Last summer was a challenging time to launch a new robotics company. But Hello Robot, which announced its new mobile manipulator this past July, has been working hard to provide its robot (called Stretch) to everyone who wants one. Over the last six months, Hello Robot, based in Martinez, Calif., has shipped dozens of the US $17,950 robots to customers, which have included an even mix of academia and industry. One of these early adopters of Stretch is Microsoft, which used the robot as part of a company-wide hackathon last summer. A Microsoft developer, Sidh, has cerebral palsy, and while Sidh has no trouble writing code with his toes, there are some everyday tasks—like getting a drink of water—that he regularly needs help with. Sidh started a hackathon team with Microsoft employees and interns to solve this problem with Stretch. Although most of the team knew very little about robotics, over just three days of remote work they were able to program Stretch to operate semiautonomously through voice control. Now Stretch can manipulate objects (including cups of water) at Sidh's request. It's still just a prototype, but Microsoft has already made the code open source, so that others can benefit from the work. Sidh is still working with Stretch to teach it to be even more useful. In the past, Hello Robot cofounder Charlie Kemp's robot of choice has been a $400,000, 227-kilogram robot called PR2. Stretch offers many of the same mobile manipulation capabilities. But its friendly size and much lower cost mean that people who before might not have considered buying a robot are now giving Stretch a serious look. The above is an update to a blog post (2020's sixth most popular) that originally appeared on 14 July at spectrum.ieee.org/hellorobot-jul2020
At-Home COVID-19 Test Hits Snags
When last we heard from the maverick biotech entrepreneur Jonathan Rothberg, he'd just invented a rapid diagnostic test for COVID-19 that was as accurate as today's best lab tests but easy enough for regular people to use in their own homes. Rothberg had pivoted one of his companies, the synthetic biology startup Homodeus, to develop a home test kit. During the first months of the pandemic, he worked with academic and clinical collaborators to test his team's designs. In March, he optimistically projected a ready date of “weeks to months." By late August, when The New Yorker published an article about his crash project, he spoke of getting the tests “out there by Thanksgiving." Unfortunately, the so-called Detect kits haven't yet made it to doctors' offices or drugstore shelves. As of press time, Rothberg hoped to receive emergency use authorization from the U.S. Food and Drug Administration in late December, which would enable Homodeus to distribute the kits to health professionals. The kit could then be approved for consumers early in 2021. The Homodeus team got slowed down by their insistence on simplicity and scalability, Rothberg tells IEEE Spectrum. As they finalized the prototype, they also secured their supply chains. Once they receive FDA approval they'll be able to “deliver upwards of 10 million tests per month," Rothberg says. The above is an update to a blog post (2020's eighth most popular) that originally appeared on 13 March at spectrum.ieee.org/covidtest-mar2020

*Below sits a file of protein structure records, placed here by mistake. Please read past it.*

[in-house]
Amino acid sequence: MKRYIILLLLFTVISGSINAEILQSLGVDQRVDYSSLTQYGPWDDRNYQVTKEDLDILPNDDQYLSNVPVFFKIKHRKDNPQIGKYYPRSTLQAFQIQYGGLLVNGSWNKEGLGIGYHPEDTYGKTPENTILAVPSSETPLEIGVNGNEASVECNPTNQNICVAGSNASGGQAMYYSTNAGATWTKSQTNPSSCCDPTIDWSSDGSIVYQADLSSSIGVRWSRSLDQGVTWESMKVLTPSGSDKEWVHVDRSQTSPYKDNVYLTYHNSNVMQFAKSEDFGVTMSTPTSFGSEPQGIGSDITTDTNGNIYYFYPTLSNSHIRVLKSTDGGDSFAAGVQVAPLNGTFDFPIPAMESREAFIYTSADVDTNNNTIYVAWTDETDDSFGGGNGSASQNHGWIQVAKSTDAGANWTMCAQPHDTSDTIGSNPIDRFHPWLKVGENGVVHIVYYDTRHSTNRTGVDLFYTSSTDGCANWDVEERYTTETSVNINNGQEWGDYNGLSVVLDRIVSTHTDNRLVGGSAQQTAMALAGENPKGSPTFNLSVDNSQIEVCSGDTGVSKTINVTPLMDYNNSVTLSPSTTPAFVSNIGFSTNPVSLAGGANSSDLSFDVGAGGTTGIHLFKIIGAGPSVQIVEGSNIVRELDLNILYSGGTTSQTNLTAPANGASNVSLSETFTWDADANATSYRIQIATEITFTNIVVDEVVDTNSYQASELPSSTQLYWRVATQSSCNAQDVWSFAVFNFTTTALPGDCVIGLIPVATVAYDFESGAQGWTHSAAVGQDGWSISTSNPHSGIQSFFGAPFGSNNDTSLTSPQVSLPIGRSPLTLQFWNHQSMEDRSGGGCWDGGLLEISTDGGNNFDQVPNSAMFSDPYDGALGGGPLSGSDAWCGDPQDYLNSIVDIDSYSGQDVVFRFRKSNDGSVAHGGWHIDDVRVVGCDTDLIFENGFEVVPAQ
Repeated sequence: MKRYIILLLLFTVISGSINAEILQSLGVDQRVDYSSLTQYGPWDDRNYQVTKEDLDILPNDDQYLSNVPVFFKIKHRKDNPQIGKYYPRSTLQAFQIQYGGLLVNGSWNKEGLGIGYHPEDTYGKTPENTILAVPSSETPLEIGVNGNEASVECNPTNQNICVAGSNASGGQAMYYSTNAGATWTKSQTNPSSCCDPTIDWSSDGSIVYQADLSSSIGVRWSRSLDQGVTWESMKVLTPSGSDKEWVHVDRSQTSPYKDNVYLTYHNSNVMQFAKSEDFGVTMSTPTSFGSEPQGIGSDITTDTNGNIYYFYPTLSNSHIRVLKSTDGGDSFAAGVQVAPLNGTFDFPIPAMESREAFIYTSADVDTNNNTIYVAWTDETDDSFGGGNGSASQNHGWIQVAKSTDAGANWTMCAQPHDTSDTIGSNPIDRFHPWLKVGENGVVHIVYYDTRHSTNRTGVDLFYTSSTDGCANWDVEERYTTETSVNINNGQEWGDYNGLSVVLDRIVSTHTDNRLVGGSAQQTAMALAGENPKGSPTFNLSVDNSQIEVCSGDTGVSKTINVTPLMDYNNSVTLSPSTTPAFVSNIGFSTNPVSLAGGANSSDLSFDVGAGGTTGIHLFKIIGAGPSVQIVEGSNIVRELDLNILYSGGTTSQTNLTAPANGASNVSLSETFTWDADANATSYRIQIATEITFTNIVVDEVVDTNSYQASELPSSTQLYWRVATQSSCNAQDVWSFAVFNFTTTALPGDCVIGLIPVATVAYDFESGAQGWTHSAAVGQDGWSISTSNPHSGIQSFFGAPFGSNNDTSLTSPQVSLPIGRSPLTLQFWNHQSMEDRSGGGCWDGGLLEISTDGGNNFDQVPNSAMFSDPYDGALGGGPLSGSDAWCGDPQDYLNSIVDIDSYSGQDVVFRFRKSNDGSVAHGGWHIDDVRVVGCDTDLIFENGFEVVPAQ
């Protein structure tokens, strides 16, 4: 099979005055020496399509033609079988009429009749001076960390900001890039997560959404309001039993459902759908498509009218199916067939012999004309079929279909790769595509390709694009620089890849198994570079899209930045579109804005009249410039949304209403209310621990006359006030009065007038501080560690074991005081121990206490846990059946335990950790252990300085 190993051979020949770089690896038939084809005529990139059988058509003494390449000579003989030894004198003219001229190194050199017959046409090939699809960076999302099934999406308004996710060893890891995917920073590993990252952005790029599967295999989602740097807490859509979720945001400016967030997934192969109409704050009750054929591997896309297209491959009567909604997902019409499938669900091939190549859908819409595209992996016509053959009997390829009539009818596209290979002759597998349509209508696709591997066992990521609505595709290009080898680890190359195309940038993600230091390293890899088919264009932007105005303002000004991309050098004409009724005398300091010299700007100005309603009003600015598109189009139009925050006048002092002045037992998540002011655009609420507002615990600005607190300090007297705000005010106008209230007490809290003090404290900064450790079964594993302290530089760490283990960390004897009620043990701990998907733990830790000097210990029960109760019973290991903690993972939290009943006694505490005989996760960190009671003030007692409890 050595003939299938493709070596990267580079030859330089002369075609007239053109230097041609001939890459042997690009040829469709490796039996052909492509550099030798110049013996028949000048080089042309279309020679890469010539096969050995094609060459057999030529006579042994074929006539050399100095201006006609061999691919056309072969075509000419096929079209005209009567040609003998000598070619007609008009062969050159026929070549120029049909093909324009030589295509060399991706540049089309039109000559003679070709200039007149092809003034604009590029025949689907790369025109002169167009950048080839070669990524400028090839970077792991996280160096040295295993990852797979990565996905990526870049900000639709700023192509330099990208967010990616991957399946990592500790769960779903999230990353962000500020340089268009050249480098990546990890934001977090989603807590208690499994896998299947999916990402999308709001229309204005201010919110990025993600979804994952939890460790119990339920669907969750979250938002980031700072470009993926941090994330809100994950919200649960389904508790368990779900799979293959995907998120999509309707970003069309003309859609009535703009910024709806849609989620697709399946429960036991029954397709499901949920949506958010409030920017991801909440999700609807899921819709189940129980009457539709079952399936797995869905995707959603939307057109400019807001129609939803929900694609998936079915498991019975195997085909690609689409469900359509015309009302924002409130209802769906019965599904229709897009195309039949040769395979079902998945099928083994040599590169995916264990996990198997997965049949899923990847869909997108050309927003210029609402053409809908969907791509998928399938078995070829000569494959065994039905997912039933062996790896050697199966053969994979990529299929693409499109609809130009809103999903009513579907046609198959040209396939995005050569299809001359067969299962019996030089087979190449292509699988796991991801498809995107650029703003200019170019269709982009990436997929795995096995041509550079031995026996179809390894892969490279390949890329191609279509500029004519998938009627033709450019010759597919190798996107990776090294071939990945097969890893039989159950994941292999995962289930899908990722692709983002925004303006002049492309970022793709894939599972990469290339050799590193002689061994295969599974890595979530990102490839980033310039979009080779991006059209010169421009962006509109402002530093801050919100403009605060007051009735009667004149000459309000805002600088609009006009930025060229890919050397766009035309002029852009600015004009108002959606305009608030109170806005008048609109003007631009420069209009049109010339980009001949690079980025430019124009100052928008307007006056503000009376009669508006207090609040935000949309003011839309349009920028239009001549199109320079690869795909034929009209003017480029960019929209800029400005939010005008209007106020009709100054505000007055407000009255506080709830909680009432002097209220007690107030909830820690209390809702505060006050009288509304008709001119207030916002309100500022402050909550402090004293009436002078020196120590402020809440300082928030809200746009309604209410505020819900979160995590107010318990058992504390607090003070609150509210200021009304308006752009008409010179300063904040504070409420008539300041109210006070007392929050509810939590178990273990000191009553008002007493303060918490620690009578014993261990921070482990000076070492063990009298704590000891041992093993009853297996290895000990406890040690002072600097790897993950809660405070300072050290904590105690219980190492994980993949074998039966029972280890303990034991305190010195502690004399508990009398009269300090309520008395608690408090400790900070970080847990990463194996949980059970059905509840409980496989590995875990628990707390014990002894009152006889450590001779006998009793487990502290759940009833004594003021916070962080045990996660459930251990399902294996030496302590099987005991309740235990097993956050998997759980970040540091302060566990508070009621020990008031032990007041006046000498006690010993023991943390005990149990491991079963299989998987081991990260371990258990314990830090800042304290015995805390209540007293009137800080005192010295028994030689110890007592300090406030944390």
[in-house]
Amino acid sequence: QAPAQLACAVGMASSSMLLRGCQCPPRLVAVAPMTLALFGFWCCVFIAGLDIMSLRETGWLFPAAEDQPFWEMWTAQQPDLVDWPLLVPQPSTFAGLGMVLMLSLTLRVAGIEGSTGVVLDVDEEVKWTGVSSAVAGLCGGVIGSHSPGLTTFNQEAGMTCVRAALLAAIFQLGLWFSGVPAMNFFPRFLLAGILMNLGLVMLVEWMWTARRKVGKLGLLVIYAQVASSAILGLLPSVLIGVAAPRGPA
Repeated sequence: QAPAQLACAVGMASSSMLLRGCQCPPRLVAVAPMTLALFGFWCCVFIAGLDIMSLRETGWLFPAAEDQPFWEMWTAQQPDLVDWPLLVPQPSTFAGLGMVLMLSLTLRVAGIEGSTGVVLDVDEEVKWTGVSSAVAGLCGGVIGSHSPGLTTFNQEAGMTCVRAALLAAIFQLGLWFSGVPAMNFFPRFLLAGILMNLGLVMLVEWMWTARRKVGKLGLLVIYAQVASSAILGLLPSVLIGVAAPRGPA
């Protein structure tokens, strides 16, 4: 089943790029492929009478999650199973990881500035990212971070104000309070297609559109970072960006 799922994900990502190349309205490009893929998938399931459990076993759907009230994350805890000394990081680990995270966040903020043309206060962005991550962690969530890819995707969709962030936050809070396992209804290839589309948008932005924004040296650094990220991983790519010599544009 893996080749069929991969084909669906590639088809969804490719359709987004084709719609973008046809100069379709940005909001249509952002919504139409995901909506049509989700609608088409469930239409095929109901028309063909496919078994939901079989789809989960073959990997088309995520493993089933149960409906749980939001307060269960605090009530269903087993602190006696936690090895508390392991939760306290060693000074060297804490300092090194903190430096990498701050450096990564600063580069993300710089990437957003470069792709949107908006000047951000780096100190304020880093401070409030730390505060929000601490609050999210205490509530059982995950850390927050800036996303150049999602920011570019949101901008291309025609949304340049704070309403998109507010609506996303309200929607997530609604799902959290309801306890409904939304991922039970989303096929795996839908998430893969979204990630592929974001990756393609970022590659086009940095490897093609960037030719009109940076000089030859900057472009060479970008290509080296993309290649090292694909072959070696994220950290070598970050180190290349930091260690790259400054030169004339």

Toward a World Without Code
No-code development—building software without writing code—gained momentum in 2020 as a result of the COVID-19 pandemic. Governments and organizations needed swift action for a fast-moving crisis. They turned to no-code platforms to rapidly develop and deploy essential software, including a COVID-19 management hub that allowed New York City and Washington, D.C., to deliver critical services to residents; a loan-processing system for a bank so it could receive Paycheck Protection Program applications from small businesses; and a workforce safety solution to aid the return of employees to their workplaces. Tech companies capitalized on this trend too. In June 2020, Amazon Web Services released its no-code tool, Honeycode, in beta. A month later, Microsoft launched Project Oakdale, a built-in low-code data platform for Microsoft Teams. With Project Oakdale, users can create custom data tables, apps, and bots within the chat and videoconferencing platform using Power Apps, Microsoft's no-code software. The no-code movement is also reaching the frontiers of artificial intelligence. Popular no-code machine-learning platforms include Apple's Create ML, Google's AutoML, Obviously AI, and Teachable Machine. These platforms make it easier for those with little to no coding expertise to train and deploy machine-learning models, as well as quickly categorize, extract, and analyze data. No-code development is set to go mainstream over the coming years, with the market research company Forrester predicting the emergence of hybrid teams of business users and software developers building apps together using no-code platforms. As the trends noted above take root in both the public and private sectors, there is little doubt today that—to modify an old programmer's maxim—the future increasingly will be written in no-code. The above is an update to a blog post (2020's most popular) that originally appeared on 11 March at spectrum.ieee.org/nocode-mar2020
This article appears in the January 2021 print issue as “2020's Most Popular Blog Posts."
Mark Anderson is the news manager at IEEE Spectrum. He has a bachelor's degree in physics and a master's degree in astrophysics.
Eliza Strickland is a senior editor at IEEE Spectrum, where she covers AI, biomedical engineering, and other topics. She holds a master's degree in journalism from Columbia University.